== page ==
An interview with Joan Najita

Interview by Bo Reipurth, SFN #339 - March 2021

Your dissertation from 1992 dealt with magnetocentrifugally driven winds from rapidly rotating protostars, with Frank Shu as your advisor. Between 1994 and 1996 you and Frank and other collaborators wrote a very influential series of papers on magnetocentrifugally driven flows. Please tell us about this project.

In 1986, when I started out as a graduate student at UC Berkeley, brilliant people were putting together the basic framework of star formation that we know well today. Molecular outflows and jets were known to accompany the birth of young stars, and their origin was a topic of great debate: what mechanism could account for the high momentum and collimated nature of the flows? A more general question was how stars could continue accreting from a disk and grow to Sun-like masses without running up against an angular momentum barrier that prevented further accretion. Because disk material has high specific angular momentum, stars would have to eject angular momentum in the accretion process in order to continue to accept more mass. The ''X-wind'' picture addressed both questions. It hypothesized that protostars would generate strong stellar magnetic fields, and the coupling of stellar fields to disk rotation would launch powerful winds that remove angular momentum and drive molecular outflows. The idea is so elegant. But it was a really tough problem, especially as a student. It was my great fortune to work with a brilliant, generous advisor. I also learned a lot about the role of persistence in research!

You soon switched to observational problems and wrote a paper with John Carr and Alan Tokunaga on CO overtone emission that provided evidence for rotating disks around young stars.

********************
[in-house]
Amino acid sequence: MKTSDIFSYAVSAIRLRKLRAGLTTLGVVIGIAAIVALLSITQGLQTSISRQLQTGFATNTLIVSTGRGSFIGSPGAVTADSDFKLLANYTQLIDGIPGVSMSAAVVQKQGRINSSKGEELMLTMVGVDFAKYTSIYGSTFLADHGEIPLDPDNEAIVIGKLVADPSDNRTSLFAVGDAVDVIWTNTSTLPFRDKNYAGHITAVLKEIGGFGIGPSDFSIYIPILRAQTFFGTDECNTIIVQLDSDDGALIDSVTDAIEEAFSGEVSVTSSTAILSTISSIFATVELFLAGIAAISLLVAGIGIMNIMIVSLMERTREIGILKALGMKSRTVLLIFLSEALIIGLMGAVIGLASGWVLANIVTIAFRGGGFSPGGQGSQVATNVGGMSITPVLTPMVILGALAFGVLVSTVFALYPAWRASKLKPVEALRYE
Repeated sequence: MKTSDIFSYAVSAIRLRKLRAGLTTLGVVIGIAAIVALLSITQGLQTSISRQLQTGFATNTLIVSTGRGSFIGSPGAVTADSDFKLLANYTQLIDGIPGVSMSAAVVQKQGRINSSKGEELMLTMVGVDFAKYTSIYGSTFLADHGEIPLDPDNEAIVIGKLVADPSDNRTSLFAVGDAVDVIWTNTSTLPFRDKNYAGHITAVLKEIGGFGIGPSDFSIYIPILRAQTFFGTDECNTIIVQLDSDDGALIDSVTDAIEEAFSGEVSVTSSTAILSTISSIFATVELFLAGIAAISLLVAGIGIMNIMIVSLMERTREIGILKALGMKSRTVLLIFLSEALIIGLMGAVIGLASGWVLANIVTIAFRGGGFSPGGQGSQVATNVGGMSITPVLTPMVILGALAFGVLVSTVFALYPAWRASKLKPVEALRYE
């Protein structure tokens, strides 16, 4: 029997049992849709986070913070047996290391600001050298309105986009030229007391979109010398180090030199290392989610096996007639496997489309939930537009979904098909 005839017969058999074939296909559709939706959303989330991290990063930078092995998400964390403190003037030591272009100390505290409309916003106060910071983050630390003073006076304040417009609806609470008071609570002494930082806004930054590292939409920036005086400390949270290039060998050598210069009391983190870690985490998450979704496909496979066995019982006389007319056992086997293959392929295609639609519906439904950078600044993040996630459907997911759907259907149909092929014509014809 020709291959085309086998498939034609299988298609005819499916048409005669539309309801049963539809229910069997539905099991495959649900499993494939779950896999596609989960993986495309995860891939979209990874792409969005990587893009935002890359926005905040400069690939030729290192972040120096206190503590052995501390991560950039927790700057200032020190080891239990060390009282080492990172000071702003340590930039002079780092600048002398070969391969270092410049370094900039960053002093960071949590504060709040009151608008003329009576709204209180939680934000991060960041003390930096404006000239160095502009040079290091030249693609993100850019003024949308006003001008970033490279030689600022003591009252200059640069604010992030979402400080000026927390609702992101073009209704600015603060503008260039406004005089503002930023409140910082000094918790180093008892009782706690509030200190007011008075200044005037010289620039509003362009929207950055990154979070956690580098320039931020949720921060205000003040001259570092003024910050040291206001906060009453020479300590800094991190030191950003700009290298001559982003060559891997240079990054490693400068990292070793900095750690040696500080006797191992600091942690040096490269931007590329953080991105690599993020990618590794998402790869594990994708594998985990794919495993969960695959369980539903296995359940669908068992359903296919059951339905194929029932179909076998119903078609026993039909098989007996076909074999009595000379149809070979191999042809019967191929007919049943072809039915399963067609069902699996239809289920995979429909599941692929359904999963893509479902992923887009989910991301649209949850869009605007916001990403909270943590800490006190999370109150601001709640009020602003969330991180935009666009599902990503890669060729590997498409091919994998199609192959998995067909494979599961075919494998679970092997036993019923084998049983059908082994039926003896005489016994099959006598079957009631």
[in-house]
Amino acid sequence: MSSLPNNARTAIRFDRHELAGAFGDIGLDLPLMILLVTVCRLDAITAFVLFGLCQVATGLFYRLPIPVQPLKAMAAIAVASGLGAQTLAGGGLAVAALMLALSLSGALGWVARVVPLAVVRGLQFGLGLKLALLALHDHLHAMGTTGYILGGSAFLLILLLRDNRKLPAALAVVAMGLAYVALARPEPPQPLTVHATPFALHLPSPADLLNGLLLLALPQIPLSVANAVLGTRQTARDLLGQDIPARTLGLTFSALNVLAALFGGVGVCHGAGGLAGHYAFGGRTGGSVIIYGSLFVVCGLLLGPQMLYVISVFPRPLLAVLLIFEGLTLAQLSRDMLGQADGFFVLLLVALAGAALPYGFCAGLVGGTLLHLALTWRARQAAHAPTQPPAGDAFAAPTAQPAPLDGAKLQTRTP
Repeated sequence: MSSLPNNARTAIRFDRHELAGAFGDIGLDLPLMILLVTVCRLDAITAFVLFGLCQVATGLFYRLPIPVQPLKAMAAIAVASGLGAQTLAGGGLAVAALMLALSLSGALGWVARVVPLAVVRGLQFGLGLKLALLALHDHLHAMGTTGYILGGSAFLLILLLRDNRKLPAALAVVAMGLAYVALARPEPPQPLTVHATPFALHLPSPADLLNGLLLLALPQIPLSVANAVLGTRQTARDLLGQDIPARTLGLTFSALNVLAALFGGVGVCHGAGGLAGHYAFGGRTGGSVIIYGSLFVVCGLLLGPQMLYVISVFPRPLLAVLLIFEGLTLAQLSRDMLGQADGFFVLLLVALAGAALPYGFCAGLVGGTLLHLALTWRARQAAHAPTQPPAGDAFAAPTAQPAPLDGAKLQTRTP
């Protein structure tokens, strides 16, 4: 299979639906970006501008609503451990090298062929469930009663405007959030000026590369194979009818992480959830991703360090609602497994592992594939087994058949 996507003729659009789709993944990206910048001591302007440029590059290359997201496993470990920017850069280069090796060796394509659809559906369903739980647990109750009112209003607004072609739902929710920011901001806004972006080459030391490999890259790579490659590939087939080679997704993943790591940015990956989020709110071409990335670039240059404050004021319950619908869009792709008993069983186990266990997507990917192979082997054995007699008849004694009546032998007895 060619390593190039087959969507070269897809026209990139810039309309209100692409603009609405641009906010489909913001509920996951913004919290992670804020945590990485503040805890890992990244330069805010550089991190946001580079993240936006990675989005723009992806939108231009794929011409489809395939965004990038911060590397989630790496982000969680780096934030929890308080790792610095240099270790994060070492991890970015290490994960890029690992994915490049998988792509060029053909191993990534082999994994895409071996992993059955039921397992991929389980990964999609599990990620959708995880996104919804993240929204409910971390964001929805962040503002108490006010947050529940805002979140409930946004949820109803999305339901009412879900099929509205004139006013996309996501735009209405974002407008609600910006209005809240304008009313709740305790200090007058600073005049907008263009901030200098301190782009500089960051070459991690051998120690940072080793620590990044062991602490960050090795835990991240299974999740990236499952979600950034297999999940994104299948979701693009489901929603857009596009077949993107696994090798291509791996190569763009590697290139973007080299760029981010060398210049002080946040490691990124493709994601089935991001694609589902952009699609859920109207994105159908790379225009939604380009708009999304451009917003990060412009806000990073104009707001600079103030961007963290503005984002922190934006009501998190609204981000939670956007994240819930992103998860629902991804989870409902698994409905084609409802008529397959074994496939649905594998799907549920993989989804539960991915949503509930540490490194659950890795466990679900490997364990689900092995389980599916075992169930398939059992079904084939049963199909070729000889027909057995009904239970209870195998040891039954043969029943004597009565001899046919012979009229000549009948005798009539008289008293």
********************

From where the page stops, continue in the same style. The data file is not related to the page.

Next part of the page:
Having made our X-wind models, Frank and I were hoping to test our new theory by searching for observational evidence of these flows. Al Glassgold had come to Berkeley on sabbatical, and his analysis suggested that the CO overtone transitions could potentially probe the wind acceleration region. Meanwhile, John Carr had already reported CO overtone emission from young stars, and he and Alan Tokunaga were building a new high-resolution infrared spectrometer for the IRTF (CSHELL) to investigate the nature of the emission. We teamed up, hoping to find evidence of X-winds. Instead, we discovered beautiful evidence for rotating disks in the near-stellar environment of young stars. This was back in the day when people still wondered whether disks really existed -- a situation that may be difficult to imagine today. Yes, we knew about the Orion proplyds, which certainly looked like disks, but were they rotationally supported? The search for rotating disks has a celebrated history at millimeter wavelengths, where people were aiming to detect disks hundreds of au in size. But people also wondered whether rotating disks were present on the size scale of the inner Solar System. Observations of FU Ori objects led the way in showing evidence of disk rotation during outburst, but were rotating disks also present around more typical young stars? The CO overtone observations said yes. This project was also the beginning of a long theory collaboration with my wonderful colleague and mentor Al Glassgold (and later with Mate Ádámkovics) on the ionization, thermal, and chemical properties of inner disks. Our work together showed the importance of stellar X-rays for disk ionization and guided the study and interpretation of many disk diagnostics, both molecular (CO, water, OH, simple organics) and atomic (e.g., NeII, NeIII).